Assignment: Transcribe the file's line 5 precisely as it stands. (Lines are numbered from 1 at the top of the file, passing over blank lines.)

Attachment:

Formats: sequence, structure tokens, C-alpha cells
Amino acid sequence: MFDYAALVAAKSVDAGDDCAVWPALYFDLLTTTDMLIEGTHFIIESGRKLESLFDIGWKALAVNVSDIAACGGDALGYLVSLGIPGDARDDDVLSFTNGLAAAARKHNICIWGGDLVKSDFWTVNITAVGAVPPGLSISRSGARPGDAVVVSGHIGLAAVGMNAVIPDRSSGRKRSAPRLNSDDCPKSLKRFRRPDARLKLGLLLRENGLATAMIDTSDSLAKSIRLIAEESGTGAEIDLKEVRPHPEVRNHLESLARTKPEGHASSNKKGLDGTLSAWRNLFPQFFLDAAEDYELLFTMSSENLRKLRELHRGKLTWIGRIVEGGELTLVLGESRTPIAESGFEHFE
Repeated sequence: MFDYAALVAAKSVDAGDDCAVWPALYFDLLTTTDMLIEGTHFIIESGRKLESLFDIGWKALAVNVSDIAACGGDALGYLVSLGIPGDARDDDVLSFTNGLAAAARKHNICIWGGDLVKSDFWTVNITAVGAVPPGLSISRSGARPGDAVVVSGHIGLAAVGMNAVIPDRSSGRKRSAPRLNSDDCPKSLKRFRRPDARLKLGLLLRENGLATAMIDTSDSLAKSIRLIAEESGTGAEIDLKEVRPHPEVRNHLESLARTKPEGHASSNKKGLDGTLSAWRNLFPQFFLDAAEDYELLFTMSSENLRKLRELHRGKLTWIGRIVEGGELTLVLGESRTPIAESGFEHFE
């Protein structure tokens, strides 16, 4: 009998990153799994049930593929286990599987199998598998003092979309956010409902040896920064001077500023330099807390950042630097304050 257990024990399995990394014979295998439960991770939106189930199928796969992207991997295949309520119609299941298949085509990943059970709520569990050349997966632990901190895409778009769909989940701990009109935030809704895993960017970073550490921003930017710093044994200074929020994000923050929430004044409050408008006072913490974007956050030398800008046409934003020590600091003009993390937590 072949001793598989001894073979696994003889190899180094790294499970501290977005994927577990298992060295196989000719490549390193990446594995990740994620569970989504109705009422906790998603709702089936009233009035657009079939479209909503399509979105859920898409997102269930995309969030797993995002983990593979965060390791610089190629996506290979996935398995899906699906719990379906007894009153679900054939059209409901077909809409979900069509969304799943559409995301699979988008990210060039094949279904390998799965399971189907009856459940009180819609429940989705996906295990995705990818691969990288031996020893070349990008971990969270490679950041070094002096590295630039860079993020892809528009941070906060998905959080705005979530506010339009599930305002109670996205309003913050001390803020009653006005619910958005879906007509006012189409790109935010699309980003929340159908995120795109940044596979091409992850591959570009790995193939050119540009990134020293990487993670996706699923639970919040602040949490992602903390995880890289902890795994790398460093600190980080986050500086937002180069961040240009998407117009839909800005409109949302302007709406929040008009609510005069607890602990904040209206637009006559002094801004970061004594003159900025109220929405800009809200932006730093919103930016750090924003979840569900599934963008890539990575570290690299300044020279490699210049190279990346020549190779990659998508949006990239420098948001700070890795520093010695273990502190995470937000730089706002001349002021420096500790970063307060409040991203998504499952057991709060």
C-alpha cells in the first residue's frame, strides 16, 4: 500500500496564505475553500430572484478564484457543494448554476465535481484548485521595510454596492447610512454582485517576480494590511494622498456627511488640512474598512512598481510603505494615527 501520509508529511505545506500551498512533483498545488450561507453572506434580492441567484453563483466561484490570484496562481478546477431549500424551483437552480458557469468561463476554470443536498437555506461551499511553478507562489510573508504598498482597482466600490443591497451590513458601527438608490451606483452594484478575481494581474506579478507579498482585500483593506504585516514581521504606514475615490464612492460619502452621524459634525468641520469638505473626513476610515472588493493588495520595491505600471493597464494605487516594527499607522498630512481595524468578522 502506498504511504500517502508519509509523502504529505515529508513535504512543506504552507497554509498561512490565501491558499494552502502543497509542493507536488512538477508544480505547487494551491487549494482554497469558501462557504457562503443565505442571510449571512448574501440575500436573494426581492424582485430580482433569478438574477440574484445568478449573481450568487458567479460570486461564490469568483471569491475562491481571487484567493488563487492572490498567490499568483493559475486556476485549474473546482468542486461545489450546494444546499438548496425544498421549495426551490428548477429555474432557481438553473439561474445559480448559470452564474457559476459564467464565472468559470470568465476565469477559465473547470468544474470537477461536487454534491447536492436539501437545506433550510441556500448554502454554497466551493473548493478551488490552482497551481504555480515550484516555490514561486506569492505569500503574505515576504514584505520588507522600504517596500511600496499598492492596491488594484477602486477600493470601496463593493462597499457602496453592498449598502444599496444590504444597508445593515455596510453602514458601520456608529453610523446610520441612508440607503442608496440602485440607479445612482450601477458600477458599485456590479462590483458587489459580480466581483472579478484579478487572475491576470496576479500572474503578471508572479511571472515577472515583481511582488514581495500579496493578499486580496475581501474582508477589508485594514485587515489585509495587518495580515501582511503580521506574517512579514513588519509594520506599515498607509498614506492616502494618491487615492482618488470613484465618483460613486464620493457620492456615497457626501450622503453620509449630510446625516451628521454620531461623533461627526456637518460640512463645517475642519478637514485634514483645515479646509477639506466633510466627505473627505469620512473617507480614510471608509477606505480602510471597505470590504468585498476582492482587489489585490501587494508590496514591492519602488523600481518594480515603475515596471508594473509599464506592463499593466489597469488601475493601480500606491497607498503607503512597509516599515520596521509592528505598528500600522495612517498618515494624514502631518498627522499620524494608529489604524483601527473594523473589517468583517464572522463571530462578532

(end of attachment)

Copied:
C-alpha cells in the first residue's frame, strides 16, 4: 500500500496564505475553500430572484478564484457543494448554476465535481484548485521595510454596492447610512454582485517576480494590511494622498456627511488640512474598512512598481510603505494615527 501520509508529511505545506500551498512533483498545488450561507453572506434580492441567484453563483466561484490570484496562481478546477431549500424551483437552480458557469468561463476554470443536498437555506461551499511553478507562489510573508504598498482597482466600490443591497451590513458601527438608490451606483452594484478575481494581474506579478507579498482585500483593506504585516514581521504606514475615490464612492460619502452621524459634525468641520469638505473626513476610515472588493493588495520595491505600471493597464494605487516594527499607522498630512481595524468578522 502506498504511504500517502508519509509523502504529505515529508513535504512543506504552507497554509498561512490565501491558499494552502502543497509542493507536488512538477508544480505547487494551491487549494482554497469558501462557504457562503443565505442571510449571512448574501440575500436573494426581492424582485430580482433569478438574477440574484445568478449573481450568487458567479460570486461564490469568483471569491475562491481571487484567493488563487492572490498567490499568483493559475486556476485549474473546482468542486461545489450546494444546499438548496425544498421549495426551490428548477429555474432557481438553473439561474445559480448559470452564474457559476459564467464565472468559470470568465476565469477559465473547470468544474470537477461536487454534491447536492436539501437545506433550510441556500448554502454554497466551493473548493478551488490552482497551481504555480515550484516555490514561486506569492505569500503574505515576504514584505520588507522600504517596500511600496499598492492596491488594484477602486477600493470601496463593493462597499457602496453592498449598502444599496444590504444597508445593515455596510453602514458601520456608529453610523446610520441612508440607503442608496440602485440607479445612482450601477458600477458599485456590479462590483458587489459580480466581483472579478484579478487572475491576470496576479500572474503578471508572479511571472515577472515583481511582488514581495500579496493578499486580496475581501474582508477589508485594514485587515489585509495587518495580515501582511503580521506574517512579514513588519509594520506599515498607509498614506492616502494618491487615492482618488470613484465618483460613486464620493457620492456615497457626501450622503453620509449630510446625516451628521454620531461623533461627526456637518460640512463645517475642519478637514485634514483645515479646509477639506466633510466627505473627505469620512473617507480614510471608509477606505480602510471597505470590504468585498476582492482587489489585490501587494508590496514591492519602488523600481518594480515603475515596471508594473509599464506592463499593466489597469488601475493601480500606491497607498503607503512597509516599515520596521509592528505598528500600522495612517498618515494624514502631518498627522499620524494608529489604524483601527473594523473589517468583517464572522463571530462578532